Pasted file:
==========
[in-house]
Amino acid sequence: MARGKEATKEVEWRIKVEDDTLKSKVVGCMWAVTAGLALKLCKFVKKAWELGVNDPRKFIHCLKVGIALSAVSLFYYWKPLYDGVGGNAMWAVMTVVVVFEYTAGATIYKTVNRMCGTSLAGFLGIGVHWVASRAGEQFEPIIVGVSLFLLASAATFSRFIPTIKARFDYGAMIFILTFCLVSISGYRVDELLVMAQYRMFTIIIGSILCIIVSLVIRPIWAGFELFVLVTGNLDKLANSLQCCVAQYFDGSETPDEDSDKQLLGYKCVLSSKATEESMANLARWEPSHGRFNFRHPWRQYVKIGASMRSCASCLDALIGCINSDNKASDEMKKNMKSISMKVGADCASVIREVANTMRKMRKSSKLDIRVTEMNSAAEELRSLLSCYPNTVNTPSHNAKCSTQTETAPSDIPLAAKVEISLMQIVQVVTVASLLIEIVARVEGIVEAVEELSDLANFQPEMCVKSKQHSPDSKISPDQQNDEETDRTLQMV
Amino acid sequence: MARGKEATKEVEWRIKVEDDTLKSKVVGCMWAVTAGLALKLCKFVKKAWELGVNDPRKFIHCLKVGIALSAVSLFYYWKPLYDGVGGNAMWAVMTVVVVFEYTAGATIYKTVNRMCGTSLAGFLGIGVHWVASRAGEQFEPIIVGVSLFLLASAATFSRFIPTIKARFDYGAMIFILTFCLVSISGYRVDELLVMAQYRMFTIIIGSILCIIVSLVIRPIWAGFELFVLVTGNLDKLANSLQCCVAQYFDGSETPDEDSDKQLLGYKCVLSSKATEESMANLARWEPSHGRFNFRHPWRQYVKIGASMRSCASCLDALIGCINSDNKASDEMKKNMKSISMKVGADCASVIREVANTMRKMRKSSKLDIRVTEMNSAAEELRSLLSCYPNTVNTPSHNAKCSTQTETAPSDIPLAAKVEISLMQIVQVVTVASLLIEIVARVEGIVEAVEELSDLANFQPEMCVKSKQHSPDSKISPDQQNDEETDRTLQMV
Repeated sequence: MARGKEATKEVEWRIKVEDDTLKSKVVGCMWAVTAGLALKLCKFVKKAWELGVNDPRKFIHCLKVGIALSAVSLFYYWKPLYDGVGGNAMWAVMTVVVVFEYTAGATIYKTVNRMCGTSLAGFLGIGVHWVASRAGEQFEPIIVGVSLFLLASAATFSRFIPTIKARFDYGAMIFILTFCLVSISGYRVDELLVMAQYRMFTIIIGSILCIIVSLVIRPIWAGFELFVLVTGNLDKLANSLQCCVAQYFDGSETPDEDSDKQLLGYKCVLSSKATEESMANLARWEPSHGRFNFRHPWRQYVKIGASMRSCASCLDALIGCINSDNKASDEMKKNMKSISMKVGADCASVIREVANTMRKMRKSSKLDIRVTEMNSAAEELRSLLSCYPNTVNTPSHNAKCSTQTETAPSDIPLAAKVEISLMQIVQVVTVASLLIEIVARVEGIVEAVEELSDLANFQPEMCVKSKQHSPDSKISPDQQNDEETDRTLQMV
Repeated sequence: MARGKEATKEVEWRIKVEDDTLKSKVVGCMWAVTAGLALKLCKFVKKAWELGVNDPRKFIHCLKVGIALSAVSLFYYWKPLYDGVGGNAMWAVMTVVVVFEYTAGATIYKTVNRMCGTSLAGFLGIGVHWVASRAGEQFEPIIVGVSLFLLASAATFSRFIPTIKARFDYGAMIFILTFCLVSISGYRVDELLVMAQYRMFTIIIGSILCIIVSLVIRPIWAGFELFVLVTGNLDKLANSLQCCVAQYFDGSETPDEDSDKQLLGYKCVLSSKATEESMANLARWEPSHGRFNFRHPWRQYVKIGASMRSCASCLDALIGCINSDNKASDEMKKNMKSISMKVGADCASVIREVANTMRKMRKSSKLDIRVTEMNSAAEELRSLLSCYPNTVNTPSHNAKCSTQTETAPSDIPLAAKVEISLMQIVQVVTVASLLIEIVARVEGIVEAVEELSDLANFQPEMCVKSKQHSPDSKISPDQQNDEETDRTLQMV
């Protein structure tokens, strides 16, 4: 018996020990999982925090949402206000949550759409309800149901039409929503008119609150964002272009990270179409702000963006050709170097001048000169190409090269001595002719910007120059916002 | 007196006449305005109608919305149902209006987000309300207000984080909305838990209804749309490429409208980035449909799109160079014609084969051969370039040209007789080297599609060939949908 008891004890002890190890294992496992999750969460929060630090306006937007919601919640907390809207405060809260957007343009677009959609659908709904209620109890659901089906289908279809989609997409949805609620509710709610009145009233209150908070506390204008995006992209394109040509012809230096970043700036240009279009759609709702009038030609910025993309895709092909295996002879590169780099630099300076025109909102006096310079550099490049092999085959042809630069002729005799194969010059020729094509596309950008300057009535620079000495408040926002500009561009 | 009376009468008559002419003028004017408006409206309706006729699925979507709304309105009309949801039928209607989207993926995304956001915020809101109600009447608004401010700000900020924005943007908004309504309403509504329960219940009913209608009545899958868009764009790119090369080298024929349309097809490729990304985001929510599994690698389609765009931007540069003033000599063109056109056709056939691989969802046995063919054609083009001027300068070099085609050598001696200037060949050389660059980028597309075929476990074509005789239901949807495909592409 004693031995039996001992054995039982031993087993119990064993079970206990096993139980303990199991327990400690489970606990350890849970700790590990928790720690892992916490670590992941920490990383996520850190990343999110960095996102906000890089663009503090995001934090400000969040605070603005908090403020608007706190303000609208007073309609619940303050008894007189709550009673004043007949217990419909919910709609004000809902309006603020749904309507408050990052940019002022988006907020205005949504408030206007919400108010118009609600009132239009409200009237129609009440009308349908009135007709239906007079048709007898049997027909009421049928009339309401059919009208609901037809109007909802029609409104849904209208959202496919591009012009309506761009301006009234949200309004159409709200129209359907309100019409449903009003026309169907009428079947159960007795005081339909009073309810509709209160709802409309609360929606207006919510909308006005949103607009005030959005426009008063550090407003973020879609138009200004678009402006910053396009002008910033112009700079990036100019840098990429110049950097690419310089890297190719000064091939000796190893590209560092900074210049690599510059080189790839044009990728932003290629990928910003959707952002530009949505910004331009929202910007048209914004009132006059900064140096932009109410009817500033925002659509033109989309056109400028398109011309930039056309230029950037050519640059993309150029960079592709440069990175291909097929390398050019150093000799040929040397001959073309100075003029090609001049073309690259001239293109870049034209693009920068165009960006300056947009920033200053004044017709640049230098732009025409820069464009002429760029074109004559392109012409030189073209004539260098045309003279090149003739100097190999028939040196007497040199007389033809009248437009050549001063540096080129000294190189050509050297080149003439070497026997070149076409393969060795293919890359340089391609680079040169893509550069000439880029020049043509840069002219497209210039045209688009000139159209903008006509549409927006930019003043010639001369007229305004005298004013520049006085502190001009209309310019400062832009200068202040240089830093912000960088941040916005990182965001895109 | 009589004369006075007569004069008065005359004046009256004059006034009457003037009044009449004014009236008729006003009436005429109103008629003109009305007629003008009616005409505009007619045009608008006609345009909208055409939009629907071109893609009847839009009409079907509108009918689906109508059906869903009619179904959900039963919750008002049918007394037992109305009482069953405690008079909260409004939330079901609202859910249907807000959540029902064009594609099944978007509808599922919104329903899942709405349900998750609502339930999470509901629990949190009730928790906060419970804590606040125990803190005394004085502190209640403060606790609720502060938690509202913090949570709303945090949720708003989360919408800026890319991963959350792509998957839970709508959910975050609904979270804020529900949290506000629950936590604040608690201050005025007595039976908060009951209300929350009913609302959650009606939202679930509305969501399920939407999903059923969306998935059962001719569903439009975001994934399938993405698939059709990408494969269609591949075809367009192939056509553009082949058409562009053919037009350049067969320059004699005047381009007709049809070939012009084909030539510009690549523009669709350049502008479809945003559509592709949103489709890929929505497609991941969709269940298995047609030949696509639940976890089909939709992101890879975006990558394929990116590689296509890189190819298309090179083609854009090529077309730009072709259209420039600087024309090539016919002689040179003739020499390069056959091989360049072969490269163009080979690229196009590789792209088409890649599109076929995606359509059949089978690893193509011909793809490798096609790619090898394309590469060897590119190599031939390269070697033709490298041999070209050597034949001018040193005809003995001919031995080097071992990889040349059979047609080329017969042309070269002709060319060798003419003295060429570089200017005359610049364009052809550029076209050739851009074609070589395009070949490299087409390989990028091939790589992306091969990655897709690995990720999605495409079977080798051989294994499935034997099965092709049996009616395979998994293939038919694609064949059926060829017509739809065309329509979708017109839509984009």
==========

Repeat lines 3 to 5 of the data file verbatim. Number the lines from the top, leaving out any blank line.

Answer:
Amino acid sequence: MARGKEATKEVEWRIKVEDDTLKSKVVGCMWAVTAGLALKLCKFVKKAWELGVNDPRKFIHCLKVGIALSAVSLFYYWKPLYDGVGGNAMWAVMTVVVVFEYTAGATIYKTVNRMCGTSLAGFLGIGVHWVASRAGEQFEPIIVGVSLFLLASAATFSRFIPTIKARFDYGAMIFILTFCLVSISGYRVDELLVMAQYRMFTIIIGSILCIIVSLVIRPIWAGFELFVLVTGNLDKLANSLQCCVAQYFDGSETPDEDSDKQLLGYKCVLSSKATEESMANLARWEPSHGRFNFRHPWRQYVKIGASMRSCASCLDALIGCINSDNKASDEMKKNMKSISMKVGADCASVIREVANTMRKMRKSSKLDIRVTEMNSAAEELRSLLSCYPNTVNTPSHNAKCSTQTETAPSDIPLAAKVEISLMQIVQVVTVASLLIEIVARVEGIVEAVEELSDLANFQPEMCVKSKQHSPDSKISPDQQNDEETDRTLQMV
Repeated sequence: MARGKEATKEVEWRIKVEDDTLKSKVVGCMWAVTAGLALKLCKFVKKAWELGVNDPRKFIHCLKVGIALSAVSLFYYWKPLYDGVGGNAMWAVMTVVVVFEYTAGATIYKTVNRMCGTSLAGFLGIGVHWVASRAGEQFEPIIVGVSLFLLASAATFSRFIPTIKARFDYGAMIFILTFCLVSISGYRVDELLVMAQYRMFTIIIGSILCIIVSLVIRPIWAGFELFVLVTGNLDKLANSLQCCVAQYFDGSETPDEDSDKQLLGYKCVLSSKATEESMANLARWEPSHGRFNFRHPWRQYVKIGASMRSCASCLDALIGCINSDNKASDEMKKNMKSISMKVGADCASVIREVANTMRKMRKSSKLDIRVTEMNSAAEELRSLLSCYPNTVNTPSHNAKCSTQTETAPSDIPLAAKVEISLMQIVQVVTVASLLIEIVARVEGIVEAVEELSDLANFQPEMCVKSKQHSPDSKISPDQQNDEETDRTLQMV
Repeated sequence: MARGKEATKEVEWRIKVEDDTLKSKVVGCMWAVTAGLALKLCKFVKKAWELGVNDPRKFIHCLKVGIALSAVSLFYYWKPLYDGVGGNAMWAVMTVVVVFEYTAGATIYKTVNRMCGTSLAGFLGIGVHWVASRAGEQFEPIIVGVSLFLLASAATFSRFIPTIKARFDYGAMIFILTFCLVSISGYRVDELLVMAQYRMFTIIIGSILCIIVSLVIRPIWAGFELFVLVTGNLDKLANSLQCCVAQYFDGSETPDEDSDKQLLGYKCVLSSKATEESMANLARWEPSHGRFNFRHPWRQYVKIGASMRSCASCLDALIGCINSDNKASDEMKKNMKSISMKVGADCASVIREVANTMRKMRKSSKLDIRVTEMNSAAEELRSLLSCYPNTVNTPSHNAKCSTQTETAPSDIPLAAKVEISLMQIVQVVTVASLLIEIVARVEGIVEAVEELSDLANFQPEMCVKSKQHSPDSKISPDQQNDEETDRTLQMV